Breastfeeding could be exposing babies to toxic cancer causing chemicals

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In a startling revelation researchers have warned that breastfeeding is exposing infants to industrial chemicals known to have links with cancer and longer the babies are breastfed the higher volumes of toxic chemicals they are exposed to.

The study, co-authored by experts from Harvard T.H. Chan School of Public Health and published in Environmental Science & Technology, doesn’t discourage breastfeeding, but brings to forefront the fact that breast milk is a major source of PFAS exposure during infancy and regulations need to be put into place testing of chemical substances like perfluorinated alkylate substances (PFASs) for their transfer to babies and related adverse effects.

The study, which saw contribution from Danish universities and the Faroese Hospital System, followed 81 children who were born in the Faroe Islands between 1997-2000. Researchers monitored five types of PFASs in their blood at birth and ages 11 months, 18 months, and 5 years and also looked at PFAS levels in mothers of the children at week 32 of pregnancy.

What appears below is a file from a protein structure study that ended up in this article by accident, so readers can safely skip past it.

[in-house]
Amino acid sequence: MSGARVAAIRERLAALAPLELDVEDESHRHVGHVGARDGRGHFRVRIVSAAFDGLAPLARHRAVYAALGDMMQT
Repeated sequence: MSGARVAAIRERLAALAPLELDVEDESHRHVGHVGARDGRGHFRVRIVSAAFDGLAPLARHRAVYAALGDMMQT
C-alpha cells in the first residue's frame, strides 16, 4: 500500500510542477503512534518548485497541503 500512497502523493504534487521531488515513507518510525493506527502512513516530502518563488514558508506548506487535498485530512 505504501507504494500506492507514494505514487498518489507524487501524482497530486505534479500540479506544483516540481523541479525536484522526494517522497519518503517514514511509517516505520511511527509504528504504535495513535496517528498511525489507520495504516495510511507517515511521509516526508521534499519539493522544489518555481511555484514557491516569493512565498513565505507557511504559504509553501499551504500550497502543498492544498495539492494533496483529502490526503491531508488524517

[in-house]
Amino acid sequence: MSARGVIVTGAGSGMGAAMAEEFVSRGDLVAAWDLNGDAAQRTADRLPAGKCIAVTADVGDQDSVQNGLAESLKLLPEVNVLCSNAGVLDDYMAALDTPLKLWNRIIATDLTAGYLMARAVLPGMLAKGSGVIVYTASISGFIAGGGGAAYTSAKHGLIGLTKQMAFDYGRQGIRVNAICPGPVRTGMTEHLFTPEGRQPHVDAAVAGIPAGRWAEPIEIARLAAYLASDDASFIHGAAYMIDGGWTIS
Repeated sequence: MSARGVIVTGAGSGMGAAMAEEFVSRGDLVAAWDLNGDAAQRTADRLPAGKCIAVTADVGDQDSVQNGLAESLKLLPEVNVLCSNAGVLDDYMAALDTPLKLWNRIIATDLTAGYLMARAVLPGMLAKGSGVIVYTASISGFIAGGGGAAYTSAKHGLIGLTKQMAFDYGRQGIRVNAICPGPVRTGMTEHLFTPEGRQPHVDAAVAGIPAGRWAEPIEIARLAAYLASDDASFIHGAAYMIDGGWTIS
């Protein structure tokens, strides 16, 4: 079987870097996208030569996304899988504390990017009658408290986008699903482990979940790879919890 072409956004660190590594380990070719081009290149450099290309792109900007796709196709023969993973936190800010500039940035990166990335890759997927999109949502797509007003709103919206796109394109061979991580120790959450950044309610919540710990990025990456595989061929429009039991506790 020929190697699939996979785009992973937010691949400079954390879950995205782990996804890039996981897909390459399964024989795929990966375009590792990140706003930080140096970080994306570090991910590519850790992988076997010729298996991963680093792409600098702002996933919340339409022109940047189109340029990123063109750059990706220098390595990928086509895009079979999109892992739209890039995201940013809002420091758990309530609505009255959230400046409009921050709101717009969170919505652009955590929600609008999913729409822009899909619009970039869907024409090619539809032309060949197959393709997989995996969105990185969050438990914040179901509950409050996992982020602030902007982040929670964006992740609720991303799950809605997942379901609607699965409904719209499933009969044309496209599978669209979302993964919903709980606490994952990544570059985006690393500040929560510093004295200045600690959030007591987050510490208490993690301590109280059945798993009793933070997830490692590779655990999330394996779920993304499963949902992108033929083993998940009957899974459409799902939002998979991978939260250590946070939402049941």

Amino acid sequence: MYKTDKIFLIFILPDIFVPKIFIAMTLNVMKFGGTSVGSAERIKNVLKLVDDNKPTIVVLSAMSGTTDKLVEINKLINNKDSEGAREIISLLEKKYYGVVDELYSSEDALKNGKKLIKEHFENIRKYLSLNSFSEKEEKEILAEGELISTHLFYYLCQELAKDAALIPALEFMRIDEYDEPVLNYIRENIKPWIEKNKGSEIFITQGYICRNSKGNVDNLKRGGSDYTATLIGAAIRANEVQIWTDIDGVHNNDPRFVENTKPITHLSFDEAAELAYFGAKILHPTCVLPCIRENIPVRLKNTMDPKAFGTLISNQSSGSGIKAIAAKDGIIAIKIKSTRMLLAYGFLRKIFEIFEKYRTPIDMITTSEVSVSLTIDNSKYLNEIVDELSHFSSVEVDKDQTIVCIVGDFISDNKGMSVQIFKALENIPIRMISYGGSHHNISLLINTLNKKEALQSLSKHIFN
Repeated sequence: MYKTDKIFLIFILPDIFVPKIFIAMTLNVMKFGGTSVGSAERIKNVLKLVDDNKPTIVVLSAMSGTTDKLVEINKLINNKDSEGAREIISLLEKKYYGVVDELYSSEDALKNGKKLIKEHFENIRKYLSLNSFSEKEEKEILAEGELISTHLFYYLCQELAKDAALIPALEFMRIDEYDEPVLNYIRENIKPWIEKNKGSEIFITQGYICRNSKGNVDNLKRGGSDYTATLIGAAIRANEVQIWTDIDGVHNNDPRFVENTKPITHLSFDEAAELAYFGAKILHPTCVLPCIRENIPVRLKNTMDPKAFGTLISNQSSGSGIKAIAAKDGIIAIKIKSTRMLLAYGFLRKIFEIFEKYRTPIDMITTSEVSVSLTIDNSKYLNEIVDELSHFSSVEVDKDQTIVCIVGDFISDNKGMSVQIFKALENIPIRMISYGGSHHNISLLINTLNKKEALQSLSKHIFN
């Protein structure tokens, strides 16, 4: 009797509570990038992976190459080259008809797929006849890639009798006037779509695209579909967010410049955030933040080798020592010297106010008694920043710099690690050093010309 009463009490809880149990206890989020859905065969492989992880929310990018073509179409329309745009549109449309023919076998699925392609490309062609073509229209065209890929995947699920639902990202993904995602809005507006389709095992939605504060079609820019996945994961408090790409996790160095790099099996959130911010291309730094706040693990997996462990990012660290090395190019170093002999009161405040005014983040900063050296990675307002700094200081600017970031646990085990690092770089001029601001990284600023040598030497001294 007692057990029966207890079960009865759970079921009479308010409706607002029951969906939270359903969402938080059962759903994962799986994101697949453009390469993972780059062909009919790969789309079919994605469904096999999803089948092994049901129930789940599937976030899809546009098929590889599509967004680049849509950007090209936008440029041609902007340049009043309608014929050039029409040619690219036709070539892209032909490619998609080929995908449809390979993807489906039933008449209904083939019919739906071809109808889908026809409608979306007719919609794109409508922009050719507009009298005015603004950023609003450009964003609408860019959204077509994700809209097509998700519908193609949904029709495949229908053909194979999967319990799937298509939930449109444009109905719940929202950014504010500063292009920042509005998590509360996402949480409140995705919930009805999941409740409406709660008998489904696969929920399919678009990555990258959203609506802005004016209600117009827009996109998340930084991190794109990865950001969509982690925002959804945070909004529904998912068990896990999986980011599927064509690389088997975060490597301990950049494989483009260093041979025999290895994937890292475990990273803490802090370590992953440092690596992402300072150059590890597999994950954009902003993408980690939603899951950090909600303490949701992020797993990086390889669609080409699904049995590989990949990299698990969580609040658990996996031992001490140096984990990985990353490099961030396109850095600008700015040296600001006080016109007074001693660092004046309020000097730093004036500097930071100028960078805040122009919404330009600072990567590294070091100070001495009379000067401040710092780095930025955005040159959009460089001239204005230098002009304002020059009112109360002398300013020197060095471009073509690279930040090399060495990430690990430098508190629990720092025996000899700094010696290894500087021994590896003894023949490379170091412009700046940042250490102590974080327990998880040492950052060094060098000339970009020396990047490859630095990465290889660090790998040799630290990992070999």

Researchers found that children who were exclusively breastfed had PFAS concentrations in the blood increase by roughly 20-30 per cent each month, with lower increases among children who were partially breastfed. In some cases researchers found that by the end of breastfeeding children’s serum concentration levels of PFASs exceeded that of their mothers’.

PFASs are chemicals that are generally used in products to make them resistant to water, grease, and stains. Stain-proof textile manufacturers have been using them for over 60 years now and they are also used in some food packaging, paints, and lubricants.

PFASs have been known as a contaminant of drinking water in the U.S. near various production facilities. According to researchers, chemicals in these group tend to bioaccumulate in food chains and can persist for a long time in the body. They have regularly been found in the blood of animals and humans worldwide, and have been linked with reproductive toxicity, endocrine disruption, and immune system dysfunction.

“We knew that small amounts of PFAS can occur in breast milk, but our serial blood analyses now show a buildup in the infants, the longer they are breastfed,” said Philippe Grandjean, adjunct professor of environmental health at Harvard Chan School.

“There is no reason to discourage breastfeeding, but we are concerned that these pollutants are transferred to the next generation at a very vulnerable age. Unfortunately, the current U.S. legislation does not require any testing of chemical substances like PFASs for their transfer to babies and any related adverse effects,” Grandjean said.